Saturday, January 21, 2012

"Why 'Fishers of Men'?: A Forgotten Old Testament Prophecy" (Post & Podcast on the Sunday Readings, 1/22/12

This Sunday Jesus calls the disciples to be "fishers of men" (Mark 1:17). Where does this imagery come from? Here we look at the Old Testament prophecy that seems to provide the background.

Feel free to leave your comments below. You can listen to the podcast on iTunes or below in which we talk about this plus more on Jonah.

"Fishers of Men": Podcast on the Sunday Readings (1/22/12)

The New Exodus in Mark
Jesus' description of the apostles as "fishers of men" probably relates to hopes for the restoration of Israel. To do that, let's take a closer look at Mark 1.

Mark 1 opens by describing the "good news" ("Gospel", Gk. euangelion)
"The beginning of the gospel of Jesus Christ, the Son of God. 2 As it is written in Isaiah the prophet, 'Behold, I send my messenger before thy face, who shall prepare thy way; 3 the voice of one crying in the wilderness: Prepare the way of the Lord, make his paths straight. . . " (Mark 1:1-3).
Note: In the English translation here verses 1 and 2 are separated. However, as other scholars have noted, Mark seems to be suggesting that the "Gospel", the "good news" or "good tidings", was already proclaimed by Isaiah in Israel's scriptures.

In particular, Mark cites from Isaiah 40, which, speaks of a "way" in the "wilderness". Here we see clear New Exodus imagery. In fact, the word used for "way" in the Greek Old Testament is hodos, as in ex-hodos ("Exodus)".

What is even more noteworthy is that the passage itself contains the idea of "good tidings"--Isaiah announced the future proclamation of the "Gospel":
“A voice cries: ‘In the wilderness prepare the way of the LORD, make straight in the desert a highway for our God. 4 Every valley shall be lifted up, and every mountain and hill be made low; the uneven ground shall become level, and the rough places a plain. 5 And the glory of the LORD shall be revealed, and all flesh shall see it together, for the mouth of the LORD has spoken.’ . . . 9 Get you up to a high mountain, O Zion, herald of good tidings [Gk euangelizomenos]; lift up your voice with strength, O Jerusalem, herald of good tidings [Gk euangelizomenos], lift it up, fear not; say to the cities of Judah, “Behold your God!”—Isaiah 40:1–5, 8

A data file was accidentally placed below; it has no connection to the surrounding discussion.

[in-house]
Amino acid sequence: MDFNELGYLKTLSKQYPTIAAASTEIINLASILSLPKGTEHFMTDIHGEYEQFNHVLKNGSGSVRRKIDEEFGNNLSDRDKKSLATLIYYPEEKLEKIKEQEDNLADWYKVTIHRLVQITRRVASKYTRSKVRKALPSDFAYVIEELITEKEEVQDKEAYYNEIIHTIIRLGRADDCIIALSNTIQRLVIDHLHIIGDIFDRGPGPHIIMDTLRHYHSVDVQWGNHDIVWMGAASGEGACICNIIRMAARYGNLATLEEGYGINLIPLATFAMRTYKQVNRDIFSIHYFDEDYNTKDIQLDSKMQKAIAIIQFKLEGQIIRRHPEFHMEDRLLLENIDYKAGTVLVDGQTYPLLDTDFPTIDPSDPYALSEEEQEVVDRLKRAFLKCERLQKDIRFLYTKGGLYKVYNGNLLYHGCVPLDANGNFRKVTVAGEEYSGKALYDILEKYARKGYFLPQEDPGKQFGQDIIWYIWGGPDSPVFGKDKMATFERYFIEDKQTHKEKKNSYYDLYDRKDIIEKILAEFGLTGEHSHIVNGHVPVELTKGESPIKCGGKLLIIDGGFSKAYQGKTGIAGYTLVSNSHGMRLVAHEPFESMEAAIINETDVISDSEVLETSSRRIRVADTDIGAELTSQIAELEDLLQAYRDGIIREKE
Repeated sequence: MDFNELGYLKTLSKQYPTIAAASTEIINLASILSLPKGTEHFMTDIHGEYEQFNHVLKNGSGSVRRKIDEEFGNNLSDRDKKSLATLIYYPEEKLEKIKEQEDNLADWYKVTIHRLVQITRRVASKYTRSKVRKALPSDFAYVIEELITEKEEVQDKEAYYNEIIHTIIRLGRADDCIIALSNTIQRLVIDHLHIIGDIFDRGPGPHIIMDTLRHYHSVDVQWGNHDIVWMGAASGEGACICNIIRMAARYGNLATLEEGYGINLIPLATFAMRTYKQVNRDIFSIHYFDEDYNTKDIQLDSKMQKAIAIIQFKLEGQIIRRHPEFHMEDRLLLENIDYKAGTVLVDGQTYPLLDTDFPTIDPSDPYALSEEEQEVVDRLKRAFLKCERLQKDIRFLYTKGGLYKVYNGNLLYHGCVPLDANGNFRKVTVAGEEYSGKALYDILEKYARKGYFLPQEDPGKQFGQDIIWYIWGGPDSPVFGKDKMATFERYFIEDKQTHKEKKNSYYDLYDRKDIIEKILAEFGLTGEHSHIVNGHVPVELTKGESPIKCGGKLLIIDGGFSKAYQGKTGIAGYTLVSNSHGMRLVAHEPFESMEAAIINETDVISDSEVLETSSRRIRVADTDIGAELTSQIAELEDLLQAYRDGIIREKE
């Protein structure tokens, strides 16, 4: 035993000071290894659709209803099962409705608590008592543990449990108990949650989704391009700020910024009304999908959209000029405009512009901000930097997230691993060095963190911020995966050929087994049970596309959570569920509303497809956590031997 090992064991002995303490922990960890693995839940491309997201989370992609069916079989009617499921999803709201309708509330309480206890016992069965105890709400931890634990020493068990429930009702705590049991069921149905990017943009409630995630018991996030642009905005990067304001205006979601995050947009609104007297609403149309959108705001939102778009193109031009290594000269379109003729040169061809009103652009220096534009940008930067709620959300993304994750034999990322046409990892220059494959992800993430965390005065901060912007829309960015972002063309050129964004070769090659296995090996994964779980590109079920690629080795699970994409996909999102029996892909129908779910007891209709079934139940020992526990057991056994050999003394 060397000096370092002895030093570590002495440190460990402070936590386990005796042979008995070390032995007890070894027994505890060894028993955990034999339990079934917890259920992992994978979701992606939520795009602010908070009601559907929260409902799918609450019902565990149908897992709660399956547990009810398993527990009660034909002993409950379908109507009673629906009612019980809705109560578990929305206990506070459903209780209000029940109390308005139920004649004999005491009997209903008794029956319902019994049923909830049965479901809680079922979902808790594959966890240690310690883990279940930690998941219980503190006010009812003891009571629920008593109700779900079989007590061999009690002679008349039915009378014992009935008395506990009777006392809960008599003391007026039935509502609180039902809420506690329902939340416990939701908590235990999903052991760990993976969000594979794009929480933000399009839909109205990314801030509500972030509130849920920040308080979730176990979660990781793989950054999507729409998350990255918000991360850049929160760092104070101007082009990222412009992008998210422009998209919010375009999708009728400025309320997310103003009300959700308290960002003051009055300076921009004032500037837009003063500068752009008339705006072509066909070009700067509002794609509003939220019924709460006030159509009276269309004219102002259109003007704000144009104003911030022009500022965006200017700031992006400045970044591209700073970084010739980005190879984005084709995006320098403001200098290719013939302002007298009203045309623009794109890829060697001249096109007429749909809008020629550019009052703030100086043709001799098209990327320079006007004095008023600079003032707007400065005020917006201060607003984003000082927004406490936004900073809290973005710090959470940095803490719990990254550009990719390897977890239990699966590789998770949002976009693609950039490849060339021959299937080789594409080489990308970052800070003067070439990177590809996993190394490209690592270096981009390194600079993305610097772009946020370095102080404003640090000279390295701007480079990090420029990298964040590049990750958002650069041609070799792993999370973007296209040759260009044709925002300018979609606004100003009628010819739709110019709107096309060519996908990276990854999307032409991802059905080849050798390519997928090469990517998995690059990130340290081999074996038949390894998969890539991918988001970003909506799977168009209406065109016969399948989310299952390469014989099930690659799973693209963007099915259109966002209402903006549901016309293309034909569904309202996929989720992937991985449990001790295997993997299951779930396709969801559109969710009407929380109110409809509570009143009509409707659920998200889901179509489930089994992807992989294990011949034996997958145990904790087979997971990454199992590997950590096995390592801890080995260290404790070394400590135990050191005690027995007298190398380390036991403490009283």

So Mark has opened his Gospel with an allusion to the New Exodus imagery of Isaiah. Indeed, as many have noted, New Exodus imagery runs throughout the book and his closely associated with the idea of "Gospel".

Fishers of Men

It may seem arbitrary that Jesus goes on to choose fishermen to be his disciples in the following verses. I would submit however that even here New Exodus imagery is in play.

The language here recalls Jeremiah 16. There the prophet describes the restoration of Israel. As God once delivered Israel from Egypt, now the Lord will deliver his people from all the nations to which they've been scattered.
"Therefore, behold, the days are coming, says the Lord, when it shall no longer be said, ‘As the Lord lives who brought up the people of Israel out of the land of Egypt,’ 15 but ‘As the Lord lives who brought up the people of Israel out of the north country and out of all the countries where he had driven them.’ For I will bring them back to their own land which I gave to their fathers. (Jeremiah 16:14-15).
The next verse describes how this will take place.
“Behold, I am sending for many fishers, says the Lord, and they shall catch them" (Jer 16:16).
It is through the apostles that Jesus, the true Son of David, will restore Israel. They are the "fishers" spoken of by Jeremiah. However, the disciples primary purpose is not to lead people back to the land, but leading people to Christ. In him, God's promises of restoration will be fulfilled.


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Nick said...

Reminds me of the parable of the wheat and weeds.

phatcatholic said...

Michael ... what exactly IS the Gospel message? According to Jimmy Akin's analysis of the instances of the word "gospel" in the NT (and of other theological terms of various proximity to the word "gospel"), he has come up with this definition:

"The gospel is the message that Jesus Christ died and rose for our sins so that we may be saved."

You can read his analysis here:

Is there a different or better way to define what the gospel message is? It's not that a disagree with Akin, I'm just curious to get input from other Catholic biblical scholars.